Intertidal Gracilaria farming in southern Chile: differences of the algal proveniance

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  • Aquatic Botany, 42 (1992) 327-337 327 Elsevier Science Publishers B.V., Amsterdam

    Intertidal Gracilaria farming in southern Chile: differences of the algal proveniance

    Alejandro H. Buschmann, Felix A. Kuschel, Pedro A. Vergara and Jacqueline Schulz

    Instituto Profesional de Osorno, Departamento de Acuicultura y l~ecursos Acudticos, Casilla 933, Osorno, Chile

    (Accepted 25 November 1991 )


    Buschmann, A.H., Kuschel, EA., Vergara, P.A. and Schulz, J., 1992. Intertidal Gracilaria farming in southern Chile: differences of the algal proveniance. Aquat. Bot., 42: 327-337.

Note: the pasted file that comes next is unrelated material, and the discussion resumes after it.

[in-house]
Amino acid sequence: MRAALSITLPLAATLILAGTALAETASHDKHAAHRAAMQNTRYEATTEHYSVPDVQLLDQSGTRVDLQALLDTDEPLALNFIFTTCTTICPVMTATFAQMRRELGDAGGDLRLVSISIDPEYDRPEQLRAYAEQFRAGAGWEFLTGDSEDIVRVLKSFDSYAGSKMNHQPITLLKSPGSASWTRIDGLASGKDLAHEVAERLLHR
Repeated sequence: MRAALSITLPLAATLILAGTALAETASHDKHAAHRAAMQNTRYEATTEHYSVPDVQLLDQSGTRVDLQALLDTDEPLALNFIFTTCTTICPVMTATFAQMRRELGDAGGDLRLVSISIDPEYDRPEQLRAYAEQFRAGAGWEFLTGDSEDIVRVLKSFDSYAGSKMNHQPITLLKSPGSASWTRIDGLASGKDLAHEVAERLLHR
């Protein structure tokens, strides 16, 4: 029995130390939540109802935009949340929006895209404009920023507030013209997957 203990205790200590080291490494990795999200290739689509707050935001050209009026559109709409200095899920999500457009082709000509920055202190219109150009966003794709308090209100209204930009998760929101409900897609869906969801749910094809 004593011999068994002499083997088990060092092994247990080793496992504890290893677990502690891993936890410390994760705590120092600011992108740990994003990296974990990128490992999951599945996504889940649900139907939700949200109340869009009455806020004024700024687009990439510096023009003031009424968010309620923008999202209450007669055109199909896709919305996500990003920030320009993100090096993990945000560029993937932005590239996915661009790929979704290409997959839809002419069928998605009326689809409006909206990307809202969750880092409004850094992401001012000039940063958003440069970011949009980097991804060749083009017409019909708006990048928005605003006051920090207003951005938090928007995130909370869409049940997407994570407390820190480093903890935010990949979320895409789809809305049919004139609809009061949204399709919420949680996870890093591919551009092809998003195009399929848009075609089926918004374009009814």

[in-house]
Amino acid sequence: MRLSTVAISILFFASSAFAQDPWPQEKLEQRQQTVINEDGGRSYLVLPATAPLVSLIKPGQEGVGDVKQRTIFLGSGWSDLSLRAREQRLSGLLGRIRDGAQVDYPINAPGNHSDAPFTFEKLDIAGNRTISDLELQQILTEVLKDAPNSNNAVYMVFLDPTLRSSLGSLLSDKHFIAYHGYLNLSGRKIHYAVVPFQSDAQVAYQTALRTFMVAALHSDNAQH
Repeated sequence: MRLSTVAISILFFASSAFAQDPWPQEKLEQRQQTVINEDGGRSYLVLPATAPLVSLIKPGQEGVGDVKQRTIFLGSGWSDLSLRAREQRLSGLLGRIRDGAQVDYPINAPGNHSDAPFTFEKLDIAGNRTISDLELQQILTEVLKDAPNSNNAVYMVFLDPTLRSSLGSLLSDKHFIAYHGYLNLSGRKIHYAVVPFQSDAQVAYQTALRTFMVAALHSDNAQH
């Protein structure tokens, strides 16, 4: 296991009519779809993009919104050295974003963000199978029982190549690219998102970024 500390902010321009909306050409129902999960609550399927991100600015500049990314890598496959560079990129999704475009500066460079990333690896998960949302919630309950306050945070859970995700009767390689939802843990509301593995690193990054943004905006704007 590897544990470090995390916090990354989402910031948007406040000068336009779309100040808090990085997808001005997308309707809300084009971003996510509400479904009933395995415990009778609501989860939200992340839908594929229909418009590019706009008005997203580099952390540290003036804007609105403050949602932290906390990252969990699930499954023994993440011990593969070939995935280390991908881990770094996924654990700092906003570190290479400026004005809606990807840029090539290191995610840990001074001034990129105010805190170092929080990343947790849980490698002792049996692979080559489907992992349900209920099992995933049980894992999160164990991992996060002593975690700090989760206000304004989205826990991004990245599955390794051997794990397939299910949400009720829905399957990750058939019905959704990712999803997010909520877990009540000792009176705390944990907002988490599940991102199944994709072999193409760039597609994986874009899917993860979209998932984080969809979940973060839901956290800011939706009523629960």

The transplantation of Gracilaria for the establishment of cultivation centres has been a common practice in Chile, but so far differences in the initial transplants and their eventual morphologies have not been noted. Subtidal populations of Gracilaria obtained in the Maullin area ( 41 34' S, 73 39' W) were initially morphologically different from intertidal Gracilaria populations collected in the Quil- laipe area ( 41 33' S, 72 45' w). Both populations were grown under the same experimental intertidal conditions in Metri Bay (41 36'S, 7242'W). After several months of cultivation, the morphological differences still existed. Significant differences in the yield and gel strength ofagar, and susceptibility to epiphytism, were found. However, no differences were detected in the productivity of each initially different population. This evidence indicates that the success of Gracilaria farming will depend on the origin of the initial Gracilaria inoculum.